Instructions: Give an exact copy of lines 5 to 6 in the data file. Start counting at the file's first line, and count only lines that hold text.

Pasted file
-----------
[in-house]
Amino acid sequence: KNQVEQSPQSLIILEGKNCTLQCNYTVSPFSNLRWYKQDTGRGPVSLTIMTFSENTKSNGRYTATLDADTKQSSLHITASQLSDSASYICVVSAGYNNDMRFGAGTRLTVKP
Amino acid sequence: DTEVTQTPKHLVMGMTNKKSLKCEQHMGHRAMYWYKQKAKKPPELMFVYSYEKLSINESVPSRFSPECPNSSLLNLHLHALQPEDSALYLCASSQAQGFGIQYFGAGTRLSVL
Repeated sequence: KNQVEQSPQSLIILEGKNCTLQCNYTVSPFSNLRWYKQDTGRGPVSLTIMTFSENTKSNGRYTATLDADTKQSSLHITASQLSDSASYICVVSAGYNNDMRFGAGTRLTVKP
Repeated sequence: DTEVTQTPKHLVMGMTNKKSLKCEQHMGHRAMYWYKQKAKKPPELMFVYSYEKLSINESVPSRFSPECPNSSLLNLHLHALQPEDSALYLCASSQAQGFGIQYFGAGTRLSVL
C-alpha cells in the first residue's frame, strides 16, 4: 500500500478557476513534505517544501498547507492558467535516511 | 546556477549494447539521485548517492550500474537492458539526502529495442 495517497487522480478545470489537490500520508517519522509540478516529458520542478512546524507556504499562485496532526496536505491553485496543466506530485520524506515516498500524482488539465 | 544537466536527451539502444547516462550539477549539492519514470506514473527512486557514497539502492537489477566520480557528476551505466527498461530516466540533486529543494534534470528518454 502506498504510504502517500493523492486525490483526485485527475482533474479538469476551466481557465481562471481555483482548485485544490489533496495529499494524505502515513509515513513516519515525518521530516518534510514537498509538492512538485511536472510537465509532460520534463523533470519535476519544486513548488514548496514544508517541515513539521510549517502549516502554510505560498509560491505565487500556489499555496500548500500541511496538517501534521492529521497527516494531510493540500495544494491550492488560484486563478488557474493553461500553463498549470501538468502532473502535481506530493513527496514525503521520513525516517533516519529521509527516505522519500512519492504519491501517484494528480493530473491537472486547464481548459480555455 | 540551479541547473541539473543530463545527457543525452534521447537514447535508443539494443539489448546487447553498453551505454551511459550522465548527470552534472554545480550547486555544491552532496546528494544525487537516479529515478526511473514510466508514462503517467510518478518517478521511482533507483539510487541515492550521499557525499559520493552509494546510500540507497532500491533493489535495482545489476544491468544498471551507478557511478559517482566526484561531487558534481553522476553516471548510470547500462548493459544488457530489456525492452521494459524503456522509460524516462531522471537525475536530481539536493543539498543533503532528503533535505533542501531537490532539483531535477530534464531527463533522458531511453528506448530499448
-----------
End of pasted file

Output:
Repeated sequence: DTEVTQTPKHLVMGMTNKKSLKCEQHMGHRAMYWYKQKAKKPPELMFVYSYEKLSINESVPSRFSPECPNSSLLNLHLHALQPEDSALYLCASSQAQGFGIQYFGAGTRLSVL
C-alpha cells in the first residue's frame, strides 16, 4: 500500500478557476513534505517544501498547507492558467535516511 | 546556477549494447539521485548517492550500474537492458539526502529495442 495517497487522480478545470489537490500520508517519522509540478516529458520542478512546524507556504499562485496532526496536505491553485496543466506530485520524506515516498500524482488539465 | 544537466536527451539502444547516462550539477549539492519514470506514473527512486557514497539502492537489477566520480557528476551505466527498461530516466540533486529543494534534470528518454 502506498504510504502517500493523492486525490483526485485527475482533474479538469476551466481557465481562471481555483482548485485544490489533496495529499494524505502515513509515513513516519515525518521530516518534510514537498509538492512538485511536472510537465509532460520534463523533470519535476519544486513548488514548496514544508517541515513539521510549517502549516502554510505560498509560491505565487500556489499555496500548500500541511496538517501534521492529521497527516494531510493540500495544494491550492488560484486563478488557474493553461500553463498549470501538468502532473502535481506530493513527496514525503521520513525516517533516519529521509527516505522519500512519492504519491501517484494528480493530473491537472486547464481548459480555455 | 540551479541547473541539473543530463545527457543525452534521447537514447535508443539494443539489448546487447553498453551505454551511459550522465548527470552534472554545480550547486555544491552532496546528494544525487537516479529515478526511473514510466508514462503517467510518478518517478521511482533507483539510487541515492550521499557525499559520493552509494546510500540507497532500491533493489535495482545489476544491468544498471551507478557511478559517482566526484561531487558534481553522476553516471548510470547500462548493459544488457530489456525492452521494459524503456522509460524516462531522471537525475536530481539536493543539498543533503532528503533535505533542501531537490532539483531535477530534464531527463533522458531511453528506448530499448